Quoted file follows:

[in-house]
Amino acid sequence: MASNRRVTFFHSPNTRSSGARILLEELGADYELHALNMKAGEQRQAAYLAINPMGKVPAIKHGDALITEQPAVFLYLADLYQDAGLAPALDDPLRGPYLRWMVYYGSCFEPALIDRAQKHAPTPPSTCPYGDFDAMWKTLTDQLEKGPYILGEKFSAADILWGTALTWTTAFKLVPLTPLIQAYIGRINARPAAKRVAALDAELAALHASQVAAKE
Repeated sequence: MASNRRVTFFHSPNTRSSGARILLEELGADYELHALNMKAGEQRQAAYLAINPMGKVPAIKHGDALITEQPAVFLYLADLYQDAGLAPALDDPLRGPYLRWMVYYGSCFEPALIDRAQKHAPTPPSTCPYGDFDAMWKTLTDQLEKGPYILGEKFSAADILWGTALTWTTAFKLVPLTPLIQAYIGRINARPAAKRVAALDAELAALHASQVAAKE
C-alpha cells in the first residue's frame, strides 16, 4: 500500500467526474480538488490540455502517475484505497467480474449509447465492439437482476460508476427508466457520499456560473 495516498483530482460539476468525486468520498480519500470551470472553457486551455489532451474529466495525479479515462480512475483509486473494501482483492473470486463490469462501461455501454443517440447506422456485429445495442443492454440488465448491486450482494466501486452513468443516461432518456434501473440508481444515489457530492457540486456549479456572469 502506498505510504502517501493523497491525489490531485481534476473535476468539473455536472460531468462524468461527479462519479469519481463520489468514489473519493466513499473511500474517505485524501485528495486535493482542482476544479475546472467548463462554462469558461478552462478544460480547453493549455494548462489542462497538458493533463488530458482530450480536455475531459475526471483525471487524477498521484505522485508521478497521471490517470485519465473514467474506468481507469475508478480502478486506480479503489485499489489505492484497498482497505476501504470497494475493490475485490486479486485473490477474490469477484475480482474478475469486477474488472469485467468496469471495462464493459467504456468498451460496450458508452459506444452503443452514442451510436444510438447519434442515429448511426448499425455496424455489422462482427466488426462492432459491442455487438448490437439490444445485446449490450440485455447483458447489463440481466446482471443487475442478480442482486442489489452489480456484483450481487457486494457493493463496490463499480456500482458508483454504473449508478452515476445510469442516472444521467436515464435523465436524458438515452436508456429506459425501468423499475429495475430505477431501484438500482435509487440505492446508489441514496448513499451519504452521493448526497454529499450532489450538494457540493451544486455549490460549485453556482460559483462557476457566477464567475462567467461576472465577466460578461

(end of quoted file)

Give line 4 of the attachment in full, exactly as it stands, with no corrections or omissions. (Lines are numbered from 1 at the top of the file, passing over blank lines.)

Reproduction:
C-alpha cells in the first residue's frame, strides 16, 4: 500500500467526474480538488490540455502517475484505497467480474449509447465492439437482476460508476427508466457520499456560473 495516498483530482460539476468525486468520498480519500470551470472553457486551455489532451474529466495525479479515462480512475483509486473494501482483492473470486463490469462501461455501454443517440447506422456485429445495442443492454440488465448491486450482494466501486452513468443516461432518456434501473440508481444515489457530492457540486456549479456572469 502506498505510504502517501493523497491525489490531485481534476473535476468539473455536472460531468462524468461527479462519479469519481463520489468514489473519493466513499473511500474517505485524501485528495486535493482542482476544479475546472467548463462554462469558461478552462478544460480547453493549455494548462489542462497538458493533463488530458482530450480536455475531459475526471483525471487524477498521484505522485508521478497521471490517470485519465473514467474506468481507469475508478480502478486506480479503489485499489489505492484497498482497505476501504470497494475493490475485490486479486485473490477474490469477484475480482474478475469486477474488472469485467468496469471495462464493459467504456468498451460496450458508452459506444452503443452514442451510436444510438447519434442515429448511426448499425455496424455489422462482427466488426462492432459491442455487438448490437439490444445485446449490450440485455447483458447489463440481466446482471443487475442478480442482486442489489452489480456484483450481487457486494457493493463496490463499480456500482458508483454504473449508478452515476445510469442516472444521467436515464435523465436524458438515452436508456429506459425501468423499475429495475430505477431501484438500482435509487440505492446508489441514496448513499451519504452521493448526497454529499450532489450538494457540493451544486455549490460549485453556482460559483462557476457566477464567475462567467461576472465577466460578461